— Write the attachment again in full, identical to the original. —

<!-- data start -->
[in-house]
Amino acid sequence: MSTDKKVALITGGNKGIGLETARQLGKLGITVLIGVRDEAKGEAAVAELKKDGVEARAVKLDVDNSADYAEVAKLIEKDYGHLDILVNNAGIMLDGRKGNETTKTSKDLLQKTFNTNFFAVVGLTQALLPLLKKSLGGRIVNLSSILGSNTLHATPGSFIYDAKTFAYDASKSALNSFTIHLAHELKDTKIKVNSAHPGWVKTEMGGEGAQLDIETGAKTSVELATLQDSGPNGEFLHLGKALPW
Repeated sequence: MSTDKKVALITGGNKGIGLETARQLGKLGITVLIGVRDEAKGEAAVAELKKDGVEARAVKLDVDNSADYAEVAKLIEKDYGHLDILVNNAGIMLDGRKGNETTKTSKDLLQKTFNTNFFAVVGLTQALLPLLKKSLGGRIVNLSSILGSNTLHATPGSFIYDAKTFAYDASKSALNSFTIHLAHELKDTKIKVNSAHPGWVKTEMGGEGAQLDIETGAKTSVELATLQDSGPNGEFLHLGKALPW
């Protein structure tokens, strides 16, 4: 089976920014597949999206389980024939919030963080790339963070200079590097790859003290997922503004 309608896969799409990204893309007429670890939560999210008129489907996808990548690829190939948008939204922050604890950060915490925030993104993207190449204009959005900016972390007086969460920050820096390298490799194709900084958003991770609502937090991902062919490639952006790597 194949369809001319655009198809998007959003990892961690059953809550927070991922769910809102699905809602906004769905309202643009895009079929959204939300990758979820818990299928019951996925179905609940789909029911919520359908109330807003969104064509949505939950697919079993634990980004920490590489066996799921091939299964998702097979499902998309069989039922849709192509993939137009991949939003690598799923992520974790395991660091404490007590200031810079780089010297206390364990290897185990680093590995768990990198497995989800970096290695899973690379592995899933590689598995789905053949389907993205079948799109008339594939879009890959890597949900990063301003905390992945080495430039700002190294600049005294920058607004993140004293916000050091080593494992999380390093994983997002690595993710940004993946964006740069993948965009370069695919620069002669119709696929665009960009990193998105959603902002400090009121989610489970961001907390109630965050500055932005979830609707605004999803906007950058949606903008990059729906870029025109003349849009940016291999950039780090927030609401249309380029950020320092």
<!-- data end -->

[in-house]
Amino acid sequence: MSTDKKVALITGGNKGIGLETARQLGKLGITVLIGVRDEAKGEAAVAELKKDGVEARAVKLDVDNSADYAEVAKLIEKDYGHLDILVNNAGIMLDGRKGNETTKTSKDLLQKTFNTNFFAVVGLTQALLPLLKKSLGGRIVNLSSILGSNTLHATPGSFIYDAKTFAYDASKSALNSFTIHLAHELKDTKIKVNSAHPGWVKTEMGGEGAQLDIETGAKTSVELATLQDSGPNGEFLHLGKALPW
Repeated sequence: MSTDKKVALITGGNKGIGLETARQLGKLGITVLIGVRDEAKGEAAVAELKKDGVEARAVKLDVDNSADYAEVAKLIEKDYGHLDILVNNAGIMLDGRKGNETTKTSKDLLQKTFNTNFFAVVGLTQALLPLLKKSLGGRIVNLSSILGSNTLHATPGSFIYDAKTFAYDASKSALNSFTIHLAHELKDTKIKVNSAHPGWVKTEMGGEGAQLDIETGAKTSVELATLQDSGPNGEFLHLGKALPW
């Protein structure tokens, strides 16, 4: 089976920014597949999206389980024939919030963080790339963070200079590097790859003290997922503004 309608896969799409990204893309007429670890939560999210008129489907996808990548690829190939948008939204922050604890950060915490925030993104993207190449204009959005900016972390007086969460920050820096390298490799194709900084958003991770609502937090991902062919490639952006790597 194949369809001319655009198809998007959003990892961690059953809550927070991922769910809102699905809602906004769905309202643009895009079929959204939300990758979820818990299928019951996925179905609940789909029911919520359908109330807003969104064509949505939950697919079993634990980004920490590489066996799921091939299964998702097979499902998309069989039922849709192509993939137009991949939003690598799923992520974790395991660091404490007590200031810079780089010297206390364990290897185990680093590995768990990198497995989800970096290695899973690379592995899933590689598995789905053949389907993205079948799109008339594939879009890959890597949900990063301003905390992945080495430039700002190294600049005294920058607004993140004293916000050091080593494992999380390093994983997002690595993710940004993946964006740069993948965009370069695919620069002669119709696929665009960009990193998105959603902002400090009121989610489970961001907390109630965050500055932005979830609707605004999803906007950058949606903008990059729906870029025109003349849009940016291999950039780090927030609401249309380029950020320092």